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Published on December 21st, 2011 | by Greg


Gamer’s Gift Guide: Games of All Sorts + Toys!

Com­put­er and con­sole gamers al­ready know what they want for the most part. They might want Skyrim or The Old Re­pub­lic (which launched a bit rock­i­ly last night). They might want the first per­son shoot­ers Mod­ern War­fare 3 or Bat­tle­field 3. Younger gamers are hard­er to pin down- we vivid­ly re­mem­ber hav­ing some un­for­tu­nate hol­i­days when a rel­a­tive opt­ed to buy a game that couldn’t have been more dif­fer­ent from the one we want­ed. It’s hard to go wrong with Mario, of course, on the 3DS or Wii. And we can’t help but feel com­pelled to men­tion the Kinect, de­spite the fair­ly lim­it­ed li­brary, it’s still a won­der­ful de­vice and Dance Cen­tral 2 sets the bar high.


For ev­ery­one else, we def­i­nite­ly rec­om­mend some of this year’s best board games (and their elec­tron­ic ver­sions). From our fa­vorites from ear­ly this year like Dix­it, to one of the nifti­est iPad board games (Car­go Run­ners), there was al­so the games we keep com­ing back to- City Square Off for the younger folks and Heav­ens of Olym­pus for the more strate­gic gamer. But there were a few last minute ad­di­tions to our stock­ings- we re­ceived a few fun items pret­ty re­cent­ly and couldn’t keep them to our­selves.

First, we’ve got Per­plexus. At first glance, they seem like ide­al cof­fee table puz­zles- and the founder ac­tu­al­ly start­ed off mak­ing 3D art de­signs. Ba­si­cal­ly, plas­tic globes with mazes span the in­side, twist­ing and turn­ing and bright­ly col­ored. A mar­ble con­tained with­in chal­lenges you to guide it around the tracks suc­cess­ful­ly. You sim­ply get the ball on­to one of the three num­bered start­ing spots, and then twist and ro­tate slow­ly and care­ful­ly.


We re­ceived two dif­fer­ent mod­els- a larg­er one that is more chal­leng­ing and a small­er, sim­pler ver­sion. But even the easy one was quite dif­fi­cult- the ball would fall off the maze and force a com­plete restart, frus­trat­ing most adults that we hand­ed it to. Kids had an eas­i­er time, it seemed, and loved the dex­ter­i­ty chal­lenge. There are many in­ter­est­ing sec­tions that re­quire care­ful plan­ning and steady hands. The Per­plexus feel well-built, and bonus: they aren’t that ex­pen­sive ei­ther, run­ning about $20-$30 dol­lars. Our pick for stock­ing stuffers for old­er kids or adults who love a good puz­zle.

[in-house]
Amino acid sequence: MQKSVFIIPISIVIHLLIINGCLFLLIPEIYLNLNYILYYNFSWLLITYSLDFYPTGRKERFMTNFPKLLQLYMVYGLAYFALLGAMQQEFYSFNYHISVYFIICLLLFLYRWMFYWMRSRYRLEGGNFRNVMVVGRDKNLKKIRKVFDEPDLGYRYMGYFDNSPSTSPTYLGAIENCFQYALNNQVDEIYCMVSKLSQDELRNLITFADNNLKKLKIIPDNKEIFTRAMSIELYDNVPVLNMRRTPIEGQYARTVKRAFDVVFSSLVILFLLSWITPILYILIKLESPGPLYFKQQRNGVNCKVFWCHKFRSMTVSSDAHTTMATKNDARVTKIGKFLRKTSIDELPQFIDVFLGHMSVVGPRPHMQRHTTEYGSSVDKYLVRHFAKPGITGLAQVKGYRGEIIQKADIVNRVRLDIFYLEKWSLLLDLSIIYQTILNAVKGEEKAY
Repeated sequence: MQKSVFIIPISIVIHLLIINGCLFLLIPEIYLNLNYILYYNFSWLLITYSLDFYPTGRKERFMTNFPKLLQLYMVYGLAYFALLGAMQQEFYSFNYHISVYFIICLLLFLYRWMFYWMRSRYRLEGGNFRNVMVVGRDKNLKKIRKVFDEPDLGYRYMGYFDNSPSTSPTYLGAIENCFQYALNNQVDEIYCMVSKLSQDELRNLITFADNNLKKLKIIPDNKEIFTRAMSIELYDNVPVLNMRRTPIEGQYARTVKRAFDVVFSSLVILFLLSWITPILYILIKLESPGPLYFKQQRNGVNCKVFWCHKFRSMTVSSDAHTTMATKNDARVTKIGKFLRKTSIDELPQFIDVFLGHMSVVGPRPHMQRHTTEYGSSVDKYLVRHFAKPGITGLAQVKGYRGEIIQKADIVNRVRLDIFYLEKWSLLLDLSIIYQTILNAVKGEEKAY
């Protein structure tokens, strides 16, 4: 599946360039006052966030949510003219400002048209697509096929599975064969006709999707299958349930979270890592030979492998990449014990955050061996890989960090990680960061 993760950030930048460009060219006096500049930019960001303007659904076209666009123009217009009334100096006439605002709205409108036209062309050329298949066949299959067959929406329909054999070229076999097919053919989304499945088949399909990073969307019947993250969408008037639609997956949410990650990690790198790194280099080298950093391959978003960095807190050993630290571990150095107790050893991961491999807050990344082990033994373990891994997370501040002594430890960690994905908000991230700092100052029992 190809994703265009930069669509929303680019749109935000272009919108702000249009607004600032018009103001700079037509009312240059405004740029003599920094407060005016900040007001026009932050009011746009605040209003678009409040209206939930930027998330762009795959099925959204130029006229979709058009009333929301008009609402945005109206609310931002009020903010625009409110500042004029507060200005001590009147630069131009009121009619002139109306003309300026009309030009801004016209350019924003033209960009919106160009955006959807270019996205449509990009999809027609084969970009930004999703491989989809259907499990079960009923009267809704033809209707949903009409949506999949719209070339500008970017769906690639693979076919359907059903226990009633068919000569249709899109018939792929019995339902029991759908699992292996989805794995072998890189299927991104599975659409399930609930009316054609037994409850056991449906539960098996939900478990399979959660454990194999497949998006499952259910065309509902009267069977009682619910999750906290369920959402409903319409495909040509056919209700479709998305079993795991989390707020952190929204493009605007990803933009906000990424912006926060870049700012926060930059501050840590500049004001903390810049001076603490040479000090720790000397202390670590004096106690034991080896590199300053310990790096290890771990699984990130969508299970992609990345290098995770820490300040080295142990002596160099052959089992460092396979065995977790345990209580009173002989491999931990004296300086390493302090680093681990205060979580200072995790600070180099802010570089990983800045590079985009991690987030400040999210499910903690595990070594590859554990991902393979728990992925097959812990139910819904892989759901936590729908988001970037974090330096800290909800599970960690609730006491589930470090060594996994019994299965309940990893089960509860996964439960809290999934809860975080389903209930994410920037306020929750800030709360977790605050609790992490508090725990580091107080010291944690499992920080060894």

For younger sorts, par­ents might want to make sure that they have a bit of ex­tra room ready. Be­cause when a kid (or any adult we’ve seen) gets their hand on the Laz­er Stunt Chas­er, they will need it. We haven’t had this much fun with a re­mote con­trolled ve­hi­cle in a long time- be­cause in­stead of di­rect­ly con­trol­ling this one, you sim­ply point a light beam where you want the car to go. Of course, it wouldn’t be much fun if it was pre­cise and per­fect- the car will def­i­nite­ly move in that di­rec­tion, and quick­ly, but doesn’t try to stop or even slow down. In­stead, it zooms around and then back to the dot, fol­low­ing your choice of path. Some lev­el of man­u­al con­trol is avail­able with but­tons on the back of the con­trol, handy for the oc­ca­sion­al col­li­sion cor­rec­tion, but large­ly an af­terthought.


We liked the flip-over, du­al-sid­ed na­ture of the car, though the in­clud­ed “ramp” felt a bit cheap and didn’t work that well. Still, the bat­tery life and speed were im­pres­sive, and pets seem to love it- al­ter­nate­ly chas­ing the light and try­ing to avoid the car. Ex­pect to spend a rea­son­able $40 or so for the Drag­on­fire mod­el, avail­able in two col­ors and wide­ly in stores and on­line. Even af­ter a few se­ri­ous crash­es, the Laz­er Stunt Chas­er kept turn­ing around for more- we en­joy it im­mense­ly.

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About the Author

Greg dreamed up the idea for the Truly Network while living in Hawaii, which began with a single site called TrulyObscure. In 2010, when advertisers and readers were requesting coverage beyond the scope of that site, TrulyNet was launched, reaching a broader audience over a variety of niche sites. Formerly the head technology correspondent for the Des Moines Register at age 16, he has since lived and worked in five states and two countries, helping a list of organizations and companies that includes the United States Census Bureau, TripAdvisor, Events Photo Group, Berlitz, and Computer Geeks. He also served as the Content Strategy Manager for HearPlanet, a multi-platform app that has reached over a million users and has been featured in the New York Times, Hemispheres Magazine, National Geographic Adventure, Fox Business News, PC Magazine, and even Apple’s own iPhone ads. Greg has written as a restaurant critic and feature journalist for a number of national and international publications, including City Weekend Magazine, Red Egg Magazine, the Newton Daily News, Capital Change Magazine, and an arm of China Daily, Beijing Weekend. In addition, he has served as a consulting editor for the Foreign Language Press of Beijing, as well as a writer and editor for the George Washington University Hatchet, the school newspaper of his alma mater. Originally from Iowa, Greg is currently living in the West Village of Manhattan.

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